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Wines in the press January 29-31

Published:  02 February, 2010

The Guardian

Victoria Moore is advising on "what not to drink". She says, the wines that follow would have her reaching for the water, no matter how hard a day she's had.

Picking the worst from the top supermarkets, she calls Sainsbury's Argentinian Pinot Noir 2009, (£4.99) "turgid" and Sainsbury's Chilean Sauvignon Blanc 2009, (£3.22) "horrendous".

On to Tesco, Moore says, bad claret reminds her of a cardboard box that's spent the past year in the porch with dirty shoes sat on it. She names as an example; Tesco Vintage Claret 2007 (£5.99).

On the up side, she specifies that nothing tried at Waitrose is quite as horrifying, but adds, only "patriotism" would make her part with £10.99 for Bookers Vineyard Pinot Noir 2006.

She reveals Asda's "real teeth-gritters" as Nederburg Winemasters Reserve ­Sauvignon Blanc 2009, South Africa (£6.48) and M de Murviedro Rosé 2008 (£5.48).

The Observer

On visiting the vineyards of the De Morgenzon farm in Stellenbosch, Tim Atkin, MW, says you will hear pieces by Bach, Corelli and Albinoni which are piped through outdoor speakers.

Vineyard owner, Hylton Appelbaum, claims his vines respond to a very particular style of classical music. But rock, pop, rap, techno and jazz don't have the same effect. What they enjoy is something harmonious and melodious; such as baroque music.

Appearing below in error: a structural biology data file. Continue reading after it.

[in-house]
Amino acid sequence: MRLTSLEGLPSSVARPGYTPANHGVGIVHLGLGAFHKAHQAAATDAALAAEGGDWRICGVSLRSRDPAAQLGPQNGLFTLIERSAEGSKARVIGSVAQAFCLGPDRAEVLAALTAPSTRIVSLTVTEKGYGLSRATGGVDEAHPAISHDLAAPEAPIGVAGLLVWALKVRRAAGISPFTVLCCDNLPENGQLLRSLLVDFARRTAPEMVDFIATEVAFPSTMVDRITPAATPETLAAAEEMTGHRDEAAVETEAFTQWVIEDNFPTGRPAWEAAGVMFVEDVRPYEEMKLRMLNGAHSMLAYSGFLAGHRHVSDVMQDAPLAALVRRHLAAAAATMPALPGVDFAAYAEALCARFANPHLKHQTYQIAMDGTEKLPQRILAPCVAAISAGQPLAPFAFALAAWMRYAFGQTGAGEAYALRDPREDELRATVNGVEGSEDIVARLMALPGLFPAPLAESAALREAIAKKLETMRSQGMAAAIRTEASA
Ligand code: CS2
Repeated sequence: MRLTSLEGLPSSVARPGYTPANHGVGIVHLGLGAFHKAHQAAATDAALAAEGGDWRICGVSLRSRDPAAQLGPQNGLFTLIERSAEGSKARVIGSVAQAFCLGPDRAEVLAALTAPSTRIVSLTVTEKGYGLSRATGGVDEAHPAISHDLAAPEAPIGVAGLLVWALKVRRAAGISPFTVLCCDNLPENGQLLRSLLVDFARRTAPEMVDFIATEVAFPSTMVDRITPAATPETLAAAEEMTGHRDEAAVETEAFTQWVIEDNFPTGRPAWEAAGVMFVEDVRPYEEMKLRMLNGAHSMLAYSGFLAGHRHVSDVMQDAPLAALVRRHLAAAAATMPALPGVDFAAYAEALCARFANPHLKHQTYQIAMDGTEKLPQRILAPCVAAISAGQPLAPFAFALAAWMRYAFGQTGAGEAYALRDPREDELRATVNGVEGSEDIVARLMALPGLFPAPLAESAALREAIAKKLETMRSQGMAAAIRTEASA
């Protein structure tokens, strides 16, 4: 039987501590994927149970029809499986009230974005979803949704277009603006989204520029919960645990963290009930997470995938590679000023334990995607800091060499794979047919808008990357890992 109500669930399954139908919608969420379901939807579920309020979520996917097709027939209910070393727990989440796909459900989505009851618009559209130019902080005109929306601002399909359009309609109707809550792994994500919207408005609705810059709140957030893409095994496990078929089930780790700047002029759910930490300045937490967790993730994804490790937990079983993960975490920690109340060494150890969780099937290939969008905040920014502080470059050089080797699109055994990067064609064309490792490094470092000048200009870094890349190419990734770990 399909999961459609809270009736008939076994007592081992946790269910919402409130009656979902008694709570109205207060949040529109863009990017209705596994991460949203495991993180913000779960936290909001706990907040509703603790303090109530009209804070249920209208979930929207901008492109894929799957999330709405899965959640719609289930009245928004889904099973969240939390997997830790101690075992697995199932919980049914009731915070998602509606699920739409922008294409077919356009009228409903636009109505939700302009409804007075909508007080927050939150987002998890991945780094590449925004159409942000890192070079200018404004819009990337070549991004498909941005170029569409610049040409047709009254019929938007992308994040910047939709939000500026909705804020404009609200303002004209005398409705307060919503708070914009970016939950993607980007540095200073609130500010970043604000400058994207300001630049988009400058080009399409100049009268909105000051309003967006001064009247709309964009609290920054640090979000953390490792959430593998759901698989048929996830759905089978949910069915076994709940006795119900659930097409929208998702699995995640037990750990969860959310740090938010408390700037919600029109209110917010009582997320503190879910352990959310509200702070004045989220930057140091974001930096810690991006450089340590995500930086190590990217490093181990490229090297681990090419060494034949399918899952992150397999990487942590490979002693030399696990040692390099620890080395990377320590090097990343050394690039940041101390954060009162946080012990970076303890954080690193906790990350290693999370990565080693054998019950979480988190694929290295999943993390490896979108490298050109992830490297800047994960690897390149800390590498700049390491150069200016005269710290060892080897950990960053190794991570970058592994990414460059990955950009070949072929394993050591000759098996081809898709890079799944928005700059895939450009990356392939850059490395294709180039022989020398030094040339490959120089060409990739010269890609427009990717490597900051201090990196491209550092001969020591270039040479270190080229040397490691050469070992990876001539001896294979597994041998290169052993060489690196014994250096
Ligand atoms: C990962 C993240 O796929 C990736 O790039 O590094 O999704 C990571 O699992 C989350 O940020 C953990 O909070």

Atkin asks: "How does he know the vines are responding to the music?" The answer is they apparently grow more vigorously and look more healthy.

Appelbaum's claims to have scientific backing, adds Atkin. In 2007, researchers at South Korea's National Institute of Agricultural Biotechnology found classical music triggered a response in two specific genes (rbcS and Ald) in rice plants.

In the same year, Trakya University in Turkey found "relaxing, calming and mentally invigorating music" had a positive effect on root growth in onions during germination.

The Telegraph

Susy Atkins asks: "Should you go for red or white wine with pork belly?" In her opinion you could do either, as long as your white is in the fulsome, fruity style, but she adds, she's inclined to opt for red in two out of three cases here.


Atkins thinks pork rillettes, served on their own, are a doddle to match with red and recommends peppery Rhône reds, red Bordeaux or an inexpensive New World Cabernet-Shiraz.


Pickled figs complicate matters, she says, because they introduce "that notorious wine-killer, vinegar". She recommends sticking to a red with relatively high acidity, either a simple, youthful Tuscan or Loire.


Verring away from reds Atkins chooses Burgundy for dishes crisp pork belly with a salad of potato and quail's eggs, a dish, she says, that works better with the crispness of white.

The Times

Bob Tyrer says, it's only now being realised quite what a vintage 2008 Burgundy was. Now that the wines have been tasted "they're being treated as a miracle."


He says he was having a knee operation on the day of the tasting, so didn't get to sample them.


Chris Davey is the Burgundy specialist at the importers OW Loeb, says Tyrer and urges people to read his, "joyful introduction to its 2008 Burgundy offer at, which overflows with enthusiasm and intimate knowledge".


Some of Tyrers other recommendations are; Joseph Drouhin Rully 2006 (£12.99, Waitrose), Domaine Ballorin Côtes de Nuits Villages 2007 (£14.95, Roberson) and  Beaune 1er Cru Jadot 2002 (£19.95, Cambridge Wine Merchants).